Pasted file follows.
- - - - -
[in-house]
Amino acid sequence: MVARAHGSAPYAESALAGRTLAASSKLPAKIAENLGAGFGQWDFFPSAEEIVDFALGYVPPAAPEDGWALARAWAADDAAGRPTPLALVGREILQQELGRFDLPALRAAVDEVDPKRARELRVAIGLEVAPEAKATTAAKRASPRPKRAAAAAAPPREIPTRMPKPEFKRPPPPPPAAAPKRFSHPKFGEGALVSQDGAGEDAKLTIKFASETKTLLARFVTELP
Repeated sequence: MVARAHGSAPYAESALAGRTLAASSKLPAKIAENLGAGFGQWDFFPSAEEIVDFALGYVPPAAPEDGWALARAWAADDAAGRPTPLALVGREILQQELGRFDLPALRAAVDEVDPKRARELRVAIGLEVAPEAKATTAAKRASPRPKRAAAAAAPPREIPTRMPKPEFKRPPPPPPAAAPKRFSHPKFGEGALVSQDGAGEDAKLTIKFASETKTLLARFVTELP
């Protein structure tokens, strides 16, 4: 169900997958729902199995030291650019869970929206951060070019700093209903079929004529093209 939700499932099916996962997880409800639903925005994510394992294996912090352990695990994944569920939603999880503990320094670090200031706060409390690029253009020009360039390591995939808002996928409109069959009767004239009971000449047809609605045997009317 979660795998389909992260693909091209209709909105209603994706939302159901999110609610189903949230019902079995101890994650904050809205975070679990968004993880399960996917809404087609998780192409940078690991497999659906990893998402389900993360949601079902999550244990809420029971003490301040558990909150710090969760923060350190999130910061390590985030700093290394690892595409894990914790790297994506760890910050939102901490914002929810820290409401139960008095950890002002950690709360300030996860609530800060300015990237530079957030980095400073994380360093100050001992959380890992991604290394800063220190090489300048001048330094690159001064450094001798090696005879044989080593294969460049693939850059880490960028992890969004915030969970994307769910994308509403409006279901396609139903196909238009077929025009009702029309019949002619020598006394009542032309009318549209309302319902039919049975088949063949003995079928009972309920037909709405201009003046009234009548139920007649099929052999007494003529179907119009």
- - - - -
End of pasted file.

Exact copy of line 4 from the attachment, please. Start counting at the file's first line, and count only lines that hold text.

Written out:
């Protein structure tokens, strides 16, 4: 169900997958729902199995030291650019869970929206951060070019700093209903079929004529093209 939700499932099916996962997880409800639903925005994510394992294996912090352990695990994944569920939603999880503990320094670090200031706060409390690029253009020009360039390591995939808002996928409109069959009767004239009971000449047809609605045997009317 979660795998389909992260693909091209209709909105209603994706939302159901999110609610189903949230019902079995101890994650904050809205975070679990968004993880399960996917809404087609998780192409940078690991497999659906990893998402389900993360949601079902999550244990809420029971003490301040558990909150710090969760923060350190999130910061390590985030700093290394690892595409894990914790790297994506760890910050939102901490914002929810820290409401139960008095950890002002950690709360300030996860609530800060300015990237530079957030980095400073994380360093100050001992959380890992991604290394800063220190090489300048001048330094690159001064450094001798090696005879044989080593294969460049693939850059880490960028992890969004915030969970994307769910994308509403409006279901396609139903196909238009077929025009009702029309019949002619020598006394009542032309009318549209309302319902039919049975088949063949003995079928009972309920037909709405201009003046009234009548139920007649099929052999007494003529179907119009």